While it is prudent to wait at least 6 weeks for elective cervical disk surgery, waiting more than 6 months can lesser your chances of a more acceptable outcome.
Unless you have a severe loss of muscle control, or inability to control your bowel and bladder control, most patients should wait at least 6 weeks before considering neck discectomy operations.
Of the patients who have symptomatic disk herniations to the neck, they often progress to one of three scenarios:
1. Within six weeks, the pain improves, and any minor weakness starts to go away. The initial few weeks are very painful. With proper guidance, and judicious use of medications, injections, and therapy, greater than 90% of patients do get better without the need for long term management. The key is having confidence in their Physician, and accepting that the pain will likely improve, even though it can be quite severe in the future.
2. The pain does improve, but only slightly. There is some associated weakness, and any sudden movement, or change of direction causes a significant flare up of pain. Most of these patients fail to improve despite medications, therapy, and steroid medications or injections. If the pain pattern follows a certain distribution, and the tests show a corresponding disk that can explain the pain pattern, there is a high likelihood of improvement. Most patients choose to pursue surgery after 6-8 weeks of non surgical care.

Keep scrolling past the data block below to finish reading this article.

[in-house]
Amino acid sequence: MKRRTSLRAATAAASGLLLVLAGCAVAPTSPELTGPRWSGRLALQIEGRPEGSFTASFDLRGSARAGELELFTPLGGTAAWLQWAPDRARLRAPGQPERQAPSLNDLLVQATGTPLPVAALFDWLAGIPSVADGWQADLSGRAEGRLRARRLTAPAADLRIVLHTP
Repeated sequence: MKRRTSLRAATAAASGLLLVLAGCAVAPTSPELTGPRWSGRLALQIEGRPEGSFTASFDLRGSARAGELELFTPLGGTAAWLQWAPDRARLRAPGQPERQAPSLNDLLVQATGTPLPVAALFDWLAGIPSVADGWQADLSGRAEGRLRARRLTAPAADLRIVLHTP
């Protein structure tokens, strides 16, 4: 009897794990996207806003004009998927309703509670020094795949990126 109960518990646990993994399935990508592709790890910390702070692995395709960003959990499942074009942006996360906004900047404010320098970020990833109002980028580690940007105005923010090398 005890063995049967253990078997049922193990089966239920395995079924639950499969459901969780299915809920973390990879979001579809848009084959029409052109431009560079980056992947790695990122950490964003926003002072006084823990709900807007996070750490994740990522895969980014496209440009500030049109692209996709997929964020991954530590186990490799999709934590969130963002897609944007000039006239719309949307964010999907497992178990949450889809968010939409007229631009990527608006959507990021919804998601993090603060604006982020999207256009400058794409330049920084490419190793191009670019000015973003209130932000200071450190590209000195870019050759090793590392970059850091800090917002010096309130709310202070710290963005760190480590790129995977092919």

3. The pain improves enough that the patient can perform most activities, but it is a struggle. There is a concern of dependency on narcotic medications, or muscle relaxers. Any change in physical demand causes increased pain. The pain prevents proper sleep, exercise, and intimacy. Despite the pain, however, the patient would like to avoid surgery, and is now more than 6 months from the initial onset of the pain.
In the first two scenario’s, the proper path is relatively easy. In Scenario #1, no surgery. The patient is likely to fully recover. While there is still a 5-10% change of a recurrent disk episode, each future episode can be treated the same as long as the pain improves.
In Scenario #2, the pain is significant enough that the choice of surgery is a reasonable next step. In the properly selected patient, there is greater than 90% chance of a significant improvement of pain and function after surgery.
The third scenario is difficult. Traditionally, surgeons have thought that this population of patient is at risk of poorer outcomes, by waiting too long. Another recent study, published in the Spine Journal again supports that conclusion.
The bottomline is the decision for surgery is still the perogative of the patient. The patient, however, must understand that there are potential risks to delaying surgery after 6 months. If you are at a loss to what to do, please get opinions by Surgeons that will take the time to discuss the pro’s and con’s of surgery in your individual situation.
- Tetreault LA, Kopjar B, Vaccaro A, Yoon ST, Arnold PM, Massicotte EM, Fehlings MG. A clinical prediction model to determine outcomes in patients with cervical spondylotic myelopathy undergoing surgical treatment: data from the prospective, multi-center AOSpine North America study. J Bone Joint Surg Am. 2013 Sep 18;95(18):1659-66. PubMed PMID: 24048553